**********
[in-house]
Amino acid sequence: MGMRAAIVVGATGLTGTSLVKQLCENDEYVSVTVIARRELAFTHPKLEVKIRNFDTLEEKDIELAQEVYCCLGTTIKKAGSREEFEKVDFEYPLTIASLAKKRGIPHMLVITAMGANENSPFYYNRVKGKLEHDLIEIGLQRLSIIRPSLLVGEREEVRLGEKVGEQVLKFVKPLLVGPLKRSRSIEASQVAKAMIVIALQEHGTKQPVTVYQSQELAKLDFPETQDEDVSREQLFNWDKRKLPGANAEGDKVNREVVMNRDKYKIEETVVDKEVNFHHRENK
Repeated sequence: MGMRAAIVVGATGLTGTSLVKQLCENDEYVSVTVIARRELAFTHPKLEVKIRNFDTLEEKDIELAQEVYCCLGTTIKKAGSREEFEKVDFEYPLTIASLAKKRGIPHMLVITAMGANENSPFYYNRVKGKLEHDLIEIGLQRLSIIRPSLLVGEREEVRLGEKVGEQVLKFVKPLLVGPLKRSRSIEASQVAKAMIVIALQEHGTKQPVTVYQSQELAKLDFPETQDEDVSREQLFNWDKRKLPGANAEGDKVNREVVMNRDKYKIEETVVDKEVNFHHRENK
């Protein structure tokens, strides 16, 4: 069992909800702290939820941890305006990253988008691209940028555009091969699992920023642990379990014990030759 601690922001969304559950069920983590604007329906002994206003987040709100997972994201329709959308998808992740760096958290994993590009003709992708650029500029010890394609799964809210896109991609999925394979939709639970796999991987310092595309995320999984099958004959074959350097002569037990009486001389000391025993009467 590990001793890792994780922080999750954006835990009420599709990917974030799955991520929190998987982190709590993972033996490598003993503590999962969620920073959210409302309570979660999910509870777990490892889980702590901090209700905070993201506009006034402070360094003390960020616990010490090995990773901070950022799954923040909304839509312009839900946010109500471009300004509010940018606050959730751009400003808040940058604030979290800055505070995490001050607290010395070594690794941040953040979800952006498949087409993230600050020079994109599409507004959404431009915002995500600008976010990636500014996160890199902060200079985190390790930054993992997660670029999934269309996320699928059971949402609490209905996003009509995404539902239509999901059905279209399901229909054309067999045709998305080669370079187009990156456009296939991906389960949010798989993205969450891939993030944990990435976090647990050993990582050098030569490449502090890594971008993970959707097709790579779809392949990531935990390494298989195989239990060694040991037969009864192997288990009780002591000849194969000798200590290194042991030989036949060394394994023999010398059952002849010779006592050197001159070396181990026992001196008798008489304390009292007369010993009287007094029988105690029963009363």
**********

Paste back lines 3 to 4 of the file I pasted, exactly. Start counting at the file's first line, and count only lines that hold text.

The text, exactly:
Repeated sequence: MGMRAAIVVGATGLTGTSLVKQLCENDEYVSVTVIARRELAFTHPKLEVKIRNFDTLEEKDIELAQEVYCCLGTTIKKAGSREEFEKVDFEYPLTIASLAKKRGIPHMLVITAMGANENSPFYYNRVKGKLEHDLIEIGLQRLSIIRPSLLVGEREEVRLGEKVGEQVLKFVKPLLVGPLKRSRSIEASQVAKAMIVIALQEHGTKQPVTVYQSQELAKLDFPETQDEDVSREQLFNWDKRKLPGANAEGDKVNREVVMNRDKYKIEETVVDKEVNFHHRENK
């Protein structure tokens, strides 16, 4: 069992909800702290939820941890305006990253988008691209940028555009091969699992920023642990379990014990030759 601690922001969304559950069920983590604007329906002994206003987040709100997972994201329709959308998808992740760096958290994993590009003709992708650029500029010890394609799964809210896109991609999925394979939709639970796999991987310092595309995320999984099958004959074959350097002569037990009486001389000391025993009467 590990001793890792994780922080999750954006835990009420599709990917974030799955991520929190998987982190709590993972033996490598003993503590999962969620920073959210409302309570979660999910509870777990490892889980702590901090209700905070993201506009006034402070360094003390960020616990010490090995990773901070950022799954923040909304839509312009839900946010109500471009300004509010940018606050959730751009400003808040940058604030979290800055505070995490001050607290010395070594690794941040953040979800952006498949087409993230600050020079994109599409507004959404431009915002995500600008976010990636500014996160890199902060200079985190390790930054993992997660670029999934269309996320699928059971949402609490209905996003009509995404539902239509999901059905279209399901229909054309067999045709998305080669370079187009990156456009296939991906389960949010798989993205969450891939993030944990990435976090647990050993990582050098030569490449502090890594971008993970959707097709790579779809392949990531935990390494298989195989239990060694040991037969009864192997288990009780002591000849194969000798200590290194042991030989036949060394394994023999010398059952002849010779006592050197001159070396181990026992001196008798008489304390009292007369010993009287007094029988105690029963009363």